“Values are like fingerprints. Nobody’s are the same, but you leave them all over everything you do.”
Run, walk, squat, bicep curl, row, sweat, wipe face, drink water, grasp for air, repeat. This is basically all I’m thinking about during one of the many workout classes I attend every week. My gym is in the center of a Miami town known for its mega-mall filled with high end stores and throngs of window shoppers. Whenever I’m in the mall, where my gym happens to be located, I’m usually surrounded by women and men who look like they should be on the cover of a fitness magazine, rather than sweating it out with mere mortals who eat regular food portions and have more than 10% body fat. You can clearly see the physical standards and trends of our culture by simply signing up for a rigorous fitness class. Amidst Miami’s famous palm trees, clear blue skies, and juice bars, you’ll notice the large behinds, boobs, and lips; waistlines smaller than my toddler’s; and designer gym clothes with outrageous price tags. While I work out in my discounted Old Navy fitness gear, I wonder, “What are my fitness goals, and how would I like my body to look? What are the personal values that push me to complete this workout? How can I stay focused on my goals without being influenced by my surroundings?” I ponder all of this in order to see if my actions match with my values—if what I’m taking my time to do is in line with my personal goals. I do this because I know just how easy it is to do things and jump on trends just because everyone else thinks it’s a good idea.
You see, many of us kind of just do things on autopilot. We make decisions—even pretty major ones, like how many babies we should have—on impulse, without giving it much thought. We base our choices on our family traditions, other people’s opinions, and the latest fads. We do things—sometimes pretty ridiculous things—to fit in and feel like we’re part of something. When I look around and observe these patterns in our society, I’m not trying to judge anyone or their life choices; I’m merely curious to know why people do what they do. When does it seem like a good idea to put implants in your butt, plump up your lips with injections, or starve yourself to attain a certain body type? It seems like people’s bodies, opinions, and actions change according to what’s in style at the moment.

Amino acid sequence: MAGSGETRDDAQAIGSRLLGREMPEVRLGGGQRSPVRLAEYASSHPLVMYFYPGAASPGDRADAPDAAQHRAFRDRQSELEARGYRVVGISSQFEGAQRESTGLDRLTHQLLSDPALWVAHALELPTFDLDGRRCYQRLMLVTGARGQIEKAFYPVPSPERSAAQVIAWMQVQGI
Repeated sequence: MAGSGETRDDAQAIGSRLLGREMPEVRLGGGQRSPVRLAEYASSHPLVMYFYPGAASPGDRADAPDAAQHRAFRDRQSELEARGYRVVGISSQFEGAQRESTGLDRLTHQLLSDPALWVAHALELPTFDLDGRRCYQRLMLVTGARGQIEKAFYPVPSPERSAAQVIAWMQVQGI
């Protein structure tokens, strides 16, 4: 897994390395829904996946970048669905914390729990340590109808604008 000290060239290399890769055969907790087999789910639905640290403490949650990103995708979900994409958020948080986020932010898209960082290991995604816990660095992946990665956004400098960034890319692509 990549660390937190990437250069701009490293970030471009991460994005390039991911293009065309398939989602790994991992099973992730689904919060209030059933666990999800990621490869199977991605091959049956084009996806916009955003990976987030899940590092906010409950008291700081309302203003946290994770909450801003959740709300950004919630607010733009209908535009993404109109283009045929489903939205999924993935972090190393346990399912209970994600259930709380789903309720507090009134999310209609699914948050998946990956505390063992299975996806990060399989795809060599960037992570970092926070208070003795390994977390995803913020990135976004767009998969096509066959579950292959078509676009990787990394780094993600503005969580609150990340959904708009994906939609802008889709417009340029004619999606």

I often wonder what will come of us living in such extremes. Hearing that bigger is always better and then turning on the TV to see a show called Tiny Houses gets me scratching my head. Personally, I don’t want to live in a castle or a dollhouse; but every time I turn on the TV, I see people showing off their massive mansions or tiny houses that look smaller than a typical hotel room. What happened to just living in a house, condo, or apartment that fits your needs and budget? When did we start choosing our homes according to what’s in? I totally get it. The minimalist movement is a counter-cultural lifestyle to contrast the bigger-is-better ideal. There’s no doubt that living in a culture of more, more, and then some more hasn’t exactly benefited us. We have an environmental crisis on our hands. People in this country are in massive debt, driving cars that don’t fit in regular parking spots. Then there are those people who can fit all their belongings in a single backpack, traveling without attachments and driving cars that look like toys.